The Washington PostDemocracy Dies in Darkness

Opinion Democrats’ midterm momentum isn’t slowing

House Speaker Nancy Pelosi (D-Calif.) gestures during a news conference in San Francisco on Sept. 7. (Eric Risberg/AP)

It’s not one chamber of Congress. It’s not one state or region. We are seeing a widespread shift in Democrats’ favor virtually across the board. Whether it will be enough to save Democrats’ majorities in the midterms is far from clear, but the expected red wave looks as if it’s circling the drain.

The Cook Political Report spotted the trend in late August, predicting “a GOP net gain of 10-20 seats — down considerably from the spring, when the GOP looked poised to gain 20-35 seats.” Another model at the Economist sets the expected loss for Democrats at a mere 11 seats, a stunning shift from prognostications that Democrats were facing dozens of lost seats. Sabato’s Crystal Ball at the University of Virginia’s Center for Politics also sees a shift from late July and now figures that “a GOP gain in the 20s [is] more of an aspiration for the party than an expectation.” (Sabato’s Crystal Ball has shifted Alaska’s at-large House seat from “safe Republican” to toss-up — thanks to Democrat Mary Peltola’s win in the state’s special election — and moved Michigan’s 3rd Congressional District and Washington’s 8th from toss-ups to “leans Democratic.”)

Generic polling has steadily shifted toward Democrats since July. Meanwhile, President Biden’s approval numbers are also on the rise. Maybe his student loan relief announcement and recent speeches slamming MAGA Republicans are more popular than media pundits thought. While Republicans are still favored to pick up the five seats needed to flip the House, several points deserve mention.

First, polls are providing only a snapshot of the electorate. It may well continue in Democrats’ direction. And while Republicans don’t seem equipped to reverse the momentum, events have a way of catching the electorate’s attention (as we saw with the Supreme Court’s Dobbs decision to overturn abortion rights).

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Second, so long as defeated former president Donald Trump’s mishandling of classified documents remains the biggest story on the GOP side, Republicans will find it difficult to shift to issues that benefit them. (Remember inflation?) The latest Marist poll shows more than 60 percent of Americans think Trump did something illegal or unethical (a percentage that could increase as the extent of the national security breach becomes known). Republicans who insist on defending this behavior might find a chilly reception outside the cultish base.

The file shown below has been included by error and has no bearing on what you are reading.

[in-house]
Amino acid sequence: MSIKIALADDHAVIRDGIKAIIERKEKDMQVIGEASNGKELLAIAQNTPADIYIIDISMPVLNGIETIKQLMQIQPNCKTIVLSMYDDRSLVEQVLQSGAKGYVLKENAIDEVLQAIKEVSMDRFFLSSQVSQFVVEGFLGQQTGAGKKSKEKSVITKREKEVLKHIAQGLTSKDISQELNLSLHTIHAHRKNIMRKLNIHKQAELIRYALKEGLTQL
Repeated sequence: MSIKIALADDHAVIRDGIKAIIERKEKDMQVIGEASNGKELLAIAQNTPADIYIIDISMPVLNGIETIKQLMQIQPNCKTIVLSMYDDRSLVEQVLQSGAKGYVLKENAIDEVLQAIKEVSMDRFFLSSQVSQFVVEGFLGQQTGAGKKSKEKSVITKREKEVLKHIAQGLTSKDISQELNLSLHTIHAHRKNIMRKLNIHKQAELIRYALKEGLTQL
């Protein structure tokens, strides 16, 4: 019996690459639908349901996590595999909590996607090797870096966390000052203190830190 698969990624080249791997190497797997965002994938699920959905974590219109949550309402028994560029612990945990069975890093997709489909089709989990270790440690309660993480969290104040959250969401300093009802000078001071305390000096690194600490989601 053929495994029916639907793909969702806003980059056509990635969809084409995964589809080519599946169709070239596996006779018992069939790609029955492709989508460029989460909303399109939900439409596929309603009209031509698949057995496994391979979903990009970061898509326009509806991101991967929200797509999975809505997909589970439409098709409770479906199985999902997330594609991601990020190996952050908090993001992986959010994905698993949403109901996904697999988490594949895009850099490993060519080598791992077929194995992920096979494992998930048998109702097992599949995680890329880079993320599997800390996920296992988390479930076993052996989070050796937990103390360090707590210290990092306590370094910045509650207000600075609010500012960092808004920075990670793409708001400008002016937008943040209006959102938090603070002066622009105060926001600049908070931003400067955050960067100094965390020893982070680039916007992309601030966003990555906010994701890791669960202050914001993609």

Third, given the utter disarray, extremism and irrationality of so many MAGA House members, there is no telling whether they can actually control the House with a razor-thin majority. The speakership fight alone might take weeks to resolve if the margin is only a few seats.

And it’s not just the House. The latest batch of Florida Senate polls shows Sen. Marco Rubio (R-Fla.) within the margin of error against his Democratic opponent, Val Demings. FiveThirtyEight’s polling averages show that Democratic Senate candidates lead in Ohio, Wisconsin, Georgia, Arizona, Nevada and Pennsylvania while North Carolina is a dead heat. This does not mean Democrats will win all these seats, but it does require Republicans to conduct some triage, writing off losers (looking at Blake Masters in Arizona) to rescue salvageable candidates.

One additional fact weighing in Democrats’ favor: Their ability to control the agenda. Senate Majority Leader Charles E. Schumer (D-N.Y.) has vowed to bring codification of gay marriage rights to the floor for a vote. That is going to put right-wing incumbents running in swing states in a tough position. As Politico noted, “Sen. Ron Johnson (R-Wis.), the most vulnerable GOP incumbent, said recently he won’t support the bill in its current form, despite saying earlier this summer he saw ‘no reason to oppose’ it.”

Two months are left in the midterm races (although early voting will begin in October in key states such as Georgia and Ohio). That leaves plenty of time for ad blitzes, debates, gaffes, zinger videos and two more sets of unemployment and inflation numbers to shift polling yet again.